The Apple App Store is the biggest thing to ever happen to the video game industry, so it is amazing when you realise that it is less than 15 months old. And that Apple never expected to make a profit from it, they just did it as a service.
So according to Apple’s figures there have ( as of September 28th) been 2,000,000,000 apps downloaded and that they are now hosting 85,000 separate apps. There are more than 50 million iPhones and iPod Touches in the world. And there are 125,000 developers signed up to make apps for them. Amazing figures. It is little wonder that Apple are rumoured to be working on a home console to take on Nintendo, Sony and Microsoft.
16,537 of those apps are games, a staggering number, which must surely mean that in the last year the iPhone has attracted more new games than all other platforms combined. An explosion in creativity like the industry has never seen before. But a massive marketing problem for the publishers of these games.
So what does this all mean?
- High street retail of plastic and cardboard video games is doomed. We already knew that, what the App Store has done is to bring the demise a lot sooner as the whole industry moves over to the app store model for content delivery.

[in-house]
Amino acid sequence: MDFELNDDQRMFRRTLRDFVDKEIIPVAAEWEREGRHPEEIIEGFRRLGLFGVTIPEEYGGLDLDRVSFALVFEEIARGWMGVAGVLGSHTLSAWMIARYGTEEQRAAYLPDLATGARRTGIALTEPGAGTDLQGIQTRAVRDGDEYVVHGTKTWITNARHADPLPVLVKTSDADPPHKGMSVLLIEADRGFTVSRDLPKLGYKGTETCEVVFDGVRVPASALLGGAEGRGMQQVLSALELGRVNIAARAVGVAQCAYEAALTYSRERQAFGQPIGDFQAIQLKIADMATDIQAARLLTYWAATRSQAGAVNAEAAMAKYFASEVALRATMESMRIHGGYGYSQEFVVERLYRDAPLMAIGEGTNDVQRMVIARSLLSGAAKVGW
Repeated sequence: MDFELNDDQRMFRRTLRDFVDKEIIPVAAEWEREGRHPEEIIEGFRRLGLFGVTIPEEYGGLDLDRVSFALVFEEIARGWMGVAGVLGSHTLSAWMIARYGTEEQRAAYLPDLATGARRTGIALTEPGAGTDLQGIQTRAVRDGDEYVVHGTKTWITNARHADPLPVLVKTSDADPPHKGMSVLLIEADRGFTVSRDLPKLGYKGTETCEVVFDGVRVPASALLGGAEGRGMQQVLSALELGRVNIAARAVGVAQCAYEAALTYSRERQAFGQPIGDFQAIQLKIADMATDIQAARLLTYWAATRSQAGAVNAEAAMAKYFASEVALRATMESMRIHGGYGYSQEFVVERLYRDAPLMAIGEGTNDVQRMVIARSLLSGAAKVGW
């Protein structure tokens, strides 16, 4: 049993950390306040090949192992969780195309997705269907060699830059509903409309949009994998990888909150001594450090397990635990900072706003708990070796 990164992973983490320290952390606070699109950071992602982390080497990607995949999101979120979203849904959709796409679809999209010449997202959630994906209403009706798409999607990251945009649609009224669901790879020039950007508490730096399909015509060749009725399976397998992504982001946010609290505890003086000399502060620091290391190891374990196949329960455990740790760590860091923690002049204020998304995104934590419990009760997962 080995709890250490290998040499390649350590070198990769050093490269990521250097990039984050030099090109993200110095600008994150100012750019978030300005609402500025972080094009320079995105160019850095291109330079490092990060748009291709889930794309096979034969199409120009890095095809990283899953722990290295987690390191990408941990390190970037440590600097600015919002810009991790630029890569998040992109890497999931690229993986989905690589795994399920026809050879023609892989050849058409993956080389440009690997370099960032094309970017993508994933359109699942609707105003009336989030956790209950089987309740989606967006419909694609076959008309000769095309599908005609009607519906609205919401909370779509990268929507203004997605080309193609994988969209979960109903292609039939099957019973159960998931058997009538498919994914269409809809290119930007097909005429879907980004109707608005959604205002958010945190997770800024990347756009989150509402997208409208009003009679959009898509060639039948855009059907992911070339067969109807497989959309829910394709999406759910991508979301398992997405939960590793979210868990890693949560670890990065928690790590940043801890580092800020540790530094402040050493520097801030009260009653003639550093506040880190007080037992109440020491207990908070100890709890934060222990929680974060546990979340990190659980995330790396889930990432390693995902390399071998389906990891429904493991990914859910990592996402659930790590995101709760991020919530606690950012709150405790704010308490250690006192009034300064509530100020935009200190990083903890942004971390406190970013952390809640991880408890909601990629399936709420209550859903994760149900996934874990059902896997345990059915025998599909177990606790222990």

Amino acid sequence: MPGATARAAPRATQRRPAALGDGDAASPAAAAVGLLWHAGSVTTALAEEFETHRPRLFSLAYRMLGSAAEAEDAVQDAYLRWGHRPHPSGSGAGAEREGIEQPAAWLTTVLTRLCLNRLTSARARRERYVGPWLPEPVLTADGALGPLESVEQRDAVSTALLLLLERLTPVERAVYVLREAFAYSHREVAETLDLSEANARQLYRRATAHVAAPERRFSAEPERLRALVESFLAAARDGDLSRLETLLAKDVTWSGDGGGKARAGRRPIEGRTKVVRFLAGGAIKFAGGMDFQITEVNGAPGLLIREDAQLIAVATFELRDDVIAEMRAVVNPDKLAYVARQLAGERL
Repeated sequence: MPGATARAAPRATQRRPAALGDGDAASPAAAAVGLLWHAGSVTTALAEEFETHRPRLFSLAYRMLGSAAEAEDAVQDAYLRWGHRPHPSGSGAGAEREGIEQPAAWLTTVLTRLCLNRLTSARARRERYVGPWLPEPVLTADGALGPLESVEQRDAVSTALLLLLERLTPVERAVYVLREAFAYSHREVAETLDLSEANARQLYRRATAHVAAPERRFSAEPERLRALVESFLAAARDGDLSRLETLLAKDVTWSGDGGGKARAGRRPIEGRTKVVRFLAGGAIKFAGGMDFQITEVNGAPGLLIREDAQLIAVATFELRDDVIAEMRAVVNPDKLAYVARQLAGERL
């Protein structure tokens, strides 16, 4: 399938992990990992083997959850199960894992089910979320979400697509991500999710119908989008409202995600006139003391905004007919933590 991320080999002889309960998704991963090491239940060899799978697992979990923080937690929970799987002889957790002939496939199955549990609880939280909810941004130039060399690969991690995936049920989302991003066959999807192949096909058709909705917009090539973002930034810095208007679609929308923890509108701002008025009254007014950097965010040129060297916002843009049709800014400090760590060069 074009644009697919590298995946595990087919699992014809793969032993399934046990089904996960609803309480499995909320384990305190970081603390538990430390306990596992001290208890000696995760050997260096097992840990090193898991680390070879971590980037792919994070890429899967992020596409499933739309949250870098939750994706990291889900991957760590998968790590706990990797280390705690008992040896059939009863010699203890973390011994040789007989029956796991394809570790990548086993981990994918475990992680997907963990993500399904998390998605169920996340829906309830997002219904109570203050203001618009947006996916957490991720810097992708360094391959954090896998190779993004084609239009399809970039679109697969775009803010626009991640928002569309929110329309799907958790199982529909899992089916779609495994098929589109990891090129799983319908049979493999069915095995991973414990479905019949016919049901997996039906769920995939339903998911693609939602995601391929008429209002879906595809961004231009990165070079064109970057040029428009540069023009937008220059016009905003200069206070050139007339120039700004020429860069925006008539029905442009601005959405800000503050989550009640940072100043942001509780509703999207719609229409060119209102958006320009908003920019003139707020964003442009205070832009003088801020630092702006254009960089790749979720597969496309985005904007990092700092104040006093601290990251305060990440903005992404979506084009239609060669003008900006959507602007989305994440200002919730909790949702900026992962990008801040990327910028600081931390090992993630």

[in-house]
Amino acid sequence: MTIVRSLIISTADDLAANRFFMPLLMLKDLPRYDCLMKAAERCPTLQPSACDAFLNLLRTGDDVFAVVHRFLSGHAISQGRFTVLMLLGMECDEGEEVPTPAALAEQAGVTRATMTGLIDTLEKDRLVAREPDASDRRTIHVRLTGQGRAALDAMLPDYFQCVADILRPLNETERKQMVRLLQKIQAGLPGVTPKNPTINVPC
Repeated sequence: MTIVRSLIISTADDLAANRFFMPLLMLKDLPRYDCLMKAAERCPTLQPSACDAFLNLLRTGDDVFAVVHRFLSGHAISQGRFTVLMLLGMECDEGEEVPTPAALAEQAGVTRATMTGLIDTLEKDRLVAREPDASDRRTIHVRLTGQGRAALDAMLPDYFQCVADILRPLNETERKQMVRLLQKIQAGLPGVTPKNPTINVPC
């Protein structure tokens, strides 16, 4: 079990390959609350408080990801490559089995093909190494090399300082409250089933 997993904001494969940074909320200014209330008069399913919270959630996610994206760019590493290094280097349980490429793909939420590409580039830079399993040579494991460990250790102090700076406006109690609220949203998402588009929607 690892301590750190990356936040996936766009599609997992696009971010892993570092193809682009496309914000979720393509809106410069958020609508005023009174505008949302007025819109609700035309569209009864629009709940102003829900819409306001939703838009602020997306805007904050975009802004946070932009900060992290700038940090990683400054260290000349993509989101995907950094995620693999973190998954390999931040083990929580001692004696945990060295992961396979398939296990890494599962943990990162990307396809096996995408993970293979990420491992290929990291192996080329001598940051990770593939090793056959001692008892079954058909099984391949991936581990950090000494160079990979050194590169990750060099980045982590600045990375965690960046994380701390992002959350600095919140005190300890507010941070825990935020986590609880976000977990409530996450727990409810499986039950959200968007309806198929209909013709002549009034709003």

- Horrendous product differentiation problems for developers. How do you make your game stand out from the 16+ thousand others?
- Globalisation now comes easy for developers. Apple publish to the whole world. No need to ship physical stock anywhere. This makes a tremendous difference.
- Apple TV is one of Apple’s lesser products, however it is a very obvious basis for a much more powerful home entertainment hub that would include video gaming. Apple must be doing this.
- The immense number of apps gives Android a very difficult moving target to catch up with. And an almost impossible target for Zune to attack.
- Apple are opening up iPhone availability to more and more air time providers, so availability (and thus sales) are going to shoot up.
This is amazing stuff and I look forward to the chapters unfolding in an ongoing tale.